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Speed limiters now required on all new cars: know the rules and how they work

Speed limiters are required on all new cars from July 7 2024 but what does that mean for motorists and consumers…

speed limiters

All new cars sold in the European Union from 7 July 2024 must have Intelligent Speed Assistance (ISA) speed limiter tech fitted by law. This means manufacturers will be forced to update any cars launched prior to July 2022, the date when ISA systems were first mandated for newly introduced models.

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While the EU rule has no legal force in the UK, manufacturers selling cars across the continent have shown no sign of wanting to provide ISA-free variants for UK buyers since that law on new model introductions was introduced two years ago.

Promoted as a road-safety measure by European legislators, ISA is also part of the increasing technology cost-burden facing new car buyers. It uses cameras that recognise speed limit signs, as well as data from GPS and sat-nav systems, to determine the speed limit on any given stretch of road. If the car breaks that limit, a beep or other warning - such as a ‘haptic’ vibration through the steering wheel or accelerator pedal - will alert the driver to the transgression. If a driver doesn’t respond to override the system by braking - or indeed accelerating should circumstances demand it - then the car will slowly reduce power and automatically slow to the limit. Drivers are currently able to turn their ISA speed limiter systems off, but the EU mandate states ISA must automatically reset to ‘on’ every time the vehicle is started.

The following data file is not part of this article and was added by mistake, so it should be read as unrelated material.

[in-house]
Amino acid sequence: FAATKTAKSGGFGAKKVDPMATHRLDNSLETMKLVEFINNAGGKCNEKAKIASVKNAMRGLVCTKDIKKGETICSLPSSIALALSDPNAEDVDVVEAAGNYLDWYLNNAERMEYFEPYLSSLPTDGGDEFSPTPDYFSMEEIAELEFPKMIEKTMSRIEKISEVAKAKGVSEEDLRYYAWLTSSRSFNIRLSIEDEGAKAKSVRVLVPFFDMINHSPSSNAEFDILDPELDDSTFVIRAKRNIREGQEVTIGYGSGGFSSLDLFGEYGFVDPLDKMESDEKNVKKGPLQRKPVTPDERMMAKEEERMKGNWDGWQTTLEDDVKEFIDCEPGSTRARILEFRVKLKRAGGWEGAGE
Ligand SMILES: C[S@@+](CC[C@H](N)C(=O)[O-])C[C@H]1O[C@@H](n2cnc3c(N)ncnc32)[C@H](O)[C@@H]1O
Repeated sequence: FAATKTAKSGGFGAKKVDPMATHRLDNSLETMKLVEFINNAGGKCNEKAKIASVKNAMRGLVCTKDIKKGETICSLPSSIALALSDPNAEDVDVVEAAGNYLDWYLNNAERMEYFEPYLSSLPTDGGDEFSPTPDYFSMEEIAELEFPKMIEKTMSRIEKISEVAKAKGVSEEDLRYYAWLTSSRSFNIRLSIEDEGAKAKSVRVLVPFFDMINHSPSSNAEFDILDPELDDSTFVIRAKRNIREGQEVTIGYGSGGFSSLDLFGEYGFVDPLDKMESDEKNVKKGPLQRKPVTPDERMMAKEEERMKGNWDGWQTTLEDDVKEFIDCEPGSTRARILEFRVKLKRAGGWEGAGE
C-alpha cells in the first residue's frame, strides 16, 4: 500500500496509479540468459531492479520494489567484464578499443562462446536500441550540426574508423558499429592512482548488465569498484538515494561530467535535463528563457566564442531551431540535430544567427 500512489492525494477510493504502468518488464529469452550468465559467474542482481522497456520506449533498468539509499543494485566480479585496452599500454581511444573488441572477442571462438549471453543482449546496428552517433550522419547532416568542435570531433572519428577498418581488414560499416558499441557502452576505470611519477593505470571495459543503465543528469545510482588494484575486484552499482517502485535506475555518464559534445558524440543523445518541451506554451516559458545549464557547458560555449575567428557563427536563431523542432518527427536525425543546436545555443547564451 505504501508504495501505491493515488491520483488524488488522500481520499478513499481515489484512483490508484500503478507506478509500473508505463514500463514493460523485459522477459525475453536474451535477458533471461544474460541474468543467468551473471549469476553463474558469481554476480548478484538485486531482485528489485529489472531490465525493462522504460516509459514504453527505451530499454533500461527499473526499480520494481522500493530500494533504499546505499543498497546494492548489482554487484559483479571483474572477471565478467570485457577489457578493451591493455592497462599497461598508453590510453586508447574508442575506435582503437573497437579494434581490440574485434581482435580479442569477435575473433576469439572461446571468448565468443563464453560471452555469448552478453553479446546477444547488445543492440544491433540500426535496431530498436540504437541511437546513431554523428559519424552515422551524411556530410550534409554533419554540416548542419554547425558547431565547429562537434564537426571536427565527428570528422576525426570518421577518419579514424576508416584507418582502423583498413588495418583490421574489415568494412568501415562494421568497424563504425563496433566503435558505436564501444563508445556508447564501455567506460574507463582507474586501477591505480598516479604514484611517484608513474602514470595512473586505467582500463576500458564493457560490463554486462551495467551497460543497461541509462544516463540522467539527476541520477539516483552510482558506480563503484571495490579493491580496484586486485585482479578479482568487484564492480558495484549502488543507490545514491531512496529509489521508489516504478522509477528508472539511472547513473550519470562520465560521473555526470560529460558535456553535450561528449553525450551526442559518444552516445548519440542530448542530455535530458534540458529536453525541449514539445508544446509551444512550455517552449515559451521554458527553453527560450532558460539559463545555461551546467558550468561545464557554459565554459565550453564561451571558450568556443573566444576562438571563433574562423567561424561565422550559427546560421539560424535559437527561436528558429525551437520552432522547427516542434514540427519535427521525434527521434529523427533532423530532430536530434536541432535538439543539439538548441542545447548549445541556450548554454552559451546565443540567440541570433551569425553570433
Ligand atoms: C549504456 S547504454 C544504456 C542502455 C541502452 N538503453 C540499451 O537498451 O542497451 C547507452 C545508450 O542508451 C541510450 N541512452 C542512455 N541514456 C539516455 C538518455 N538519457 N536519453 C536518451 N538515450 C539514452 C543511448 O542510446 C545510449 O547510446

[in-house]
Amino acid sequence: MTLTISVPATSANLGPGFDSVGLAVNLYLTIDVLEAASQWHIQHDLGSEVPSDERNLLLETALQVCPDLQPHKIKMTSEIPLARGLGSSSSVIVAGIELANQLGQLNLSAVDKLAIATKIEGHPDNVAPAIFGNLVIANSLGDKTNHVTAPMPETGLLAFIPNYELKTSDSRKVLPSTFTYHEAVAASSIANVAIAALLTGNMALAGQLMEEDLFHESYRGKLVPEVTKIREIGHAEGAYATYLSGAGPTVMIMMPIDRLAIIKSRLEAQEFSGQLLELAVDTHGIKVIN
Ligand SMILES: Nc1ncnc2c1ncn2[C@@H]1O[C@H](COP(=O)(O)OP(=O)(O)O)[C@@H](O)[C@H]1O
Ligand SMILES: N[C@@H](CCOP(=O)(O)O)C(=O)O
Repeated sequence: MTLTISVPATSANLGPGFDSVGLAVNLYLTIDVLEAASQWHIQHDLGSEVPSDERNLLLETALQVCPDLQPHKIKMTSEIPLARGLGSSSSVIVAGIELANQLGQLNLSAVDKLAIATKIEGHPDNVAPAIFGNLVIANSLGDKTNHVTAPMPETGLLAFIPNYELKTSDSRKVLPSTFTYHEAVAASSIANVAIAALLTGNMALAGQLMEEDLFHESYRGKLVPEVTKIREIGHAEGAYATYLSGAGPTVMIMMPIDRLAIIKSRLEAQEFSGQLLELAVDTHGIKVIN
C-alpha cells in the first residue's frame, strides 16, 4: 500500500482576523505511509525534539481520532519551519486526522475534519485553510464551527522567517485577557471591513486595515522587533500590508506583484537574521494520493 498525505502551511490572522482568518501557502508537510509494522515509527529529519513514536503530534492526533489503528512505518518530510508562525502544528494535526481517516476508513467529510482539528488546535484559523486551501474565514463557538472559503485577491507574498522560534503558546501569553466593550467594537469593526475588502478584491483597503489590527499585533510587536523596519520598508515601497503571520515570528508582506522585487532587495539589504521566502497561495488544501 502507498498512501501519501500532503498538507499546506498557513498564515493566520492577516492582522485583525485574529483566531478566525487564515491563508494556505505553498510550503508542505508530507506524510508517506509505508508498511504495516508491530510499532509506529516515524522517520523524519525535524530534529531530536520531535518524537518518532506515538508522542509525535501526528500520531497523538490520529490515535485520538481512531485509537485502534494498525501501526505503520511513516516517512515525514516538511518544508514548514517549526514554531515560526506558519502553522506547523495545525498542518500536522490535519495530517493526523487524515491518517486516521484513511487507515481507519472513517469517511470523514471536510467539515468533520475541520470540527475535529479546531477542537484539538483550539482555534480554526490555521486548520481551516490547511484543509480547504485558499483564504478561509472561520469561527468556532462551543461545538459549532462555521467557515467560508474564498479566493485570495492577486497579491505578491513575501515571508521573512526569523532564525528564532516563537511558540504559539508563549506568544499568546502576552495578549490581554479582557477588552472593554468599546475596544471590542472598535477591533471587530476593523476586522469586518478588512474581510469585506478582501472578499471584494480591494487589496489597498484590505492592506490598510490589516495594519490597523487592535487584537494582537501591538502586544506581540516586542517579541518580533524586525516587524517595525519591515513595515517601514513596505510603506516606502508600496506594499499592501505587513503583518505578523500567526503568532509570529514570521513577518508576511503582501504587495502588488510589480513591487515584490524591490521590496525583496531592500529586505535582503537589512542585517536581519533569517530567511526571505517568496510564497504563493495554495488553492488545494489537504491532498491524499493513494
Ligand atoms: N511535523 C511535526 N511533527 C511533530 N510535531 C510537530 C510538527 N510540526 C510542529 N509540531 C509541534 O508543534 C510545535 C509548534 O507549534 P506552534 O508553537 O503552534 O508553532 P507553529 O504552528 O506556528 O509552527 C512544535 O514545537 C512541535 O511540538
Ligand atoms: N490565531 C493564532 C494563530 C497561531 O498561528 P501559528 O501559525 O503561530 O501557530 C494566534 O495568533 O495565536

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While speed merchants and careless drivers will not be automatically reined back by their cars just yet, the ISA systems could be a step towards implementation of fully automated speed controls. We recently reported on a speed limit ‘geofencing’ project being explored by Ford in Cologne, which prevents drivers from speeding in prescribed geographical areas, and speed control is also a key component of expected advances in autonomous or self-driving technology.

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While the EU rules have been applied after Brexit so aren’t adopted automatically in the UK, there’s every chance we’ll get the same systems here regardless of any government action. Pressure from the Euro NCAP safety testing body and the desire of manufacturers to have commonality of parts to save on production cost and complexity will be the primary drivers.

That said, although the outgoing Conservative government ruled out making ISA mandatory, it’s entirely possible that the new Labour administration will take a different approach if it seeks closer alignment with the European Commission.

Why has the EU brought speed limiters in?

In a word, safety. Chief proponent of ISA is the European Transport Safety Council (ETSC) which says the move will reduce collisions by 30 per cent and road deaths by 20 per cent. The EU has a target of zero road deaths by 2050.